Spiral (BBC4, 9pm)

AS series seven of the Gallic thriller continues, Roban loses his grip on the case as his role in the investigation has become irreparably tarnished. Meanwhile, Laure and Gilou decide to reactivate the now-dormant money-laundering operation. As ever with Saturday night BBC4 Euro thrillers, there’s another episode straight after. And while Tintin investigates Laure and Gilou’s illegal methods, Josephine attempts to protect an uncooperative Lola.

Strictly Come Dancing (BBC1, 6.50pm)

THE samba and the rumba are often seen as the toughest draws on Strictly (although we’re also regularly informed that the jive is very hard for tall people), but this year it’s the humble cha cha cha that seems to be causing the celebs trouble – DJ Dev Griffin and former Corrie star Catherine Tyldesley both had unexpectedly early exits after their take on the dance failed to wow the judges or the public. But which dance will prove to be a celebs’ undoing tonight as they take to the floor? With the show’s annual trip to Blackpool looming, no-one wants to go home just yet, so they’ll have to go all out to impress judges Motsi Mabuse, Craig Revel Horwood, Shirley Ballas and Bruno Tonioli, not to mention the armchair judges at home.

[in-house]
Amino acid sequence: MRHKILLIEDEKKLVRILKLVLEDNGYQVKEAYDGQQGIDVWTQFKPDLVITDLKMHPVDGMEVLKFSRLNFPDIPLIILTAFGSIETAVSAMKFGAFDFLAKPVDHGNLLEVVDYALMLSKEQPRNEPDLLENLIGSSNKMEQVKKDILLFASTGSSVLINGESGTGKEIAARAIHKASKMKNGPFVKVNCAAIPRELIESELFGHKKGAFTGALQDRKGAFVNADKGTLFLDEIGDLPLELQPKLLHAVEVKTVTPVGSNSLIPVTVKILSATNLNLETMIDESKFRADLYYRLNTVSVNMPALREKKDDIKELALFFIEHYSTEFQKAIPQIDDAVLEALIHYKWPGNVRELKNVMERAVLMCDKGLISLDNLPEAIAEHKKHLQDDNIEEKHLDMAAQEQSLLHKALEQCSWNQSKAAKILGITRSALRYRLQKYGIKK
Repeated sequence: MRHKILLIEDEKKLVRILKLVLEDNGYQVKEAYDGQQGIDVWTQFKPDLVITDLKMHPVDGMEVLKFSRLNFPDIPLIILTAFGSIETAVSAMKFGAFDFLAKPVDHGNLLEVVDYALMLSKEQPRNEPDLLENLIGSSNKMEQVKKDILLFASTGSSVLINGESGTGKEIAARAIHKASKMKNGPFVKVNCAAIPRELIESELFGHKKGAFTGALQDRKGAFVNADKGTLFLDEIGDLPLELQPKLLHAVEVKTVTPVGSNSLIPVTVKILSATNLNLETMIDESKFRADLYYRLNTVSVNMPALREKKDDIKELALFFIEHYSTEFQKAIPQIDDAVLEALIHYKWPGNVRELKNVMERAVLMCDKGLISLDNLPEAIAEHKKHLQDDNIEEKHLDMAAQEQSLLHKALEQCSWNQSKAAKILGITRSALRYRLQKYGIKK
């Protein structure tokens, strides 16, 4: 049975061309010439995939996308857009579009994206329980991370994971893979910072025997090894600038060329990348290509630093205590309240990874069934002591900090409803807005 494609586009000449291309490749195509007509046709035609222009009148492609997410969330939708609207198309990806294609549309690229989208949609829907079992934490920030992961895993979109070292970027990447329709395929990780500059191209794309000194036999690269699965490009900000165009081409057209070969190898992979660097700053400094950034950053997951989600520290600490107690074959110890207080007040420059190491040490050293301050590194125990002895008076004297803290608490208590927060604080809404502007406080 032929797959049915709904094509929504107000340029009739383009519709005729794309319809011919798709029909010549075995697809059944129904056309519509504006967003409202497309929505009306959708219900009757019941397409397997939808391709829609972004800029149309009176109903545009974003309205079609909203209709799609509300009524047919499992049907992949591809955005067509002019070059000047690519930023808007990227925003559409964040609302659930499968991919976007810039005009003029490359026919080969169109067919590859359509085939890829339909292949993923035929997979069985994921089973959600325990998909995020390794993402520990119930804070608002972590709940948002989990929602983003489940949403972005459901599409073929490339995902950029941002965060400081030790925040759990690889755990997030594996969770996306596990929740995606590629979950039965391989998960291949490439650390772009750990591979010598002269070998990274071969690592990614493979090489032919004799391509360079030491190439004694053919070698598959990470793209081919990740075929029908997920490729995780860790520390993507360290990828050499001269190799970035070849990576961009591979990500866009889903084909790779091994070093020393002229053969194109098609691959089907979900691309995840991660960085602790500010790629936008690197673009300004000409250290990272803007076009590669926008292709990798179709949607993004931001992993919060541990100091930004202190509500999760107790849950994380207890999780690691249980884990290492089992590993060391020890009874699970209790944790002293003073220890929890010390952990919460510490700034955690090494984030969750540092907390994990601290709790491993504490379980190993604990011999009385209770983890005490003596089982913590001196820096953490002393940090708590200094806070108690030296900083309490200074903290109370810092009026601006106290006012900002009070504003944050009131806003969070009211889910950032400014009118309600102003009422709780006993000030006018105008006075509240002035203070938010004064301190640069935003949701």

Great Australian Railway Journeys (BBC2, 8pm)

IT’S not a bad life being Michael Portillo. Over the years he has travelled the world on assorted trains, while onlookers are usually seen squinting at his retina-searing suits. His latest adventure sees the former Tory politician boarding the transcontinental Indian Pacific Railway, from Adelaide to Perth. During his trek he hears about an enterprising 19th-century Briton with a shady past who made his money growing vines; learns of Edward VIII’s connection to a train accident near Bridgetown, and investigates a child migration programme that blotted the UK and Australia’s copybooks.

Novels That Shaped Our World (BBC2, 9.45pm)

TO mark the 300th anniversary of the English novel (although that date is somewhat disputed), this three-part series is looking at how the form has grappled with social issues and even helped to bring about change. Future episodes will focus on empire and class, but it begins by discussing the story of the novel and women, both as writers and characters. Margaret Atwood’s The Handmaid’s Tale has recently been on many readers’ minds, thanks to the TV adaptation and the author’s own sequel, The Testaments, but the programme shows how the plight of women is a theme that has been present in the novel right from the beginning. Using dramatic performances and readings, it explores the perspectives of literary women from history.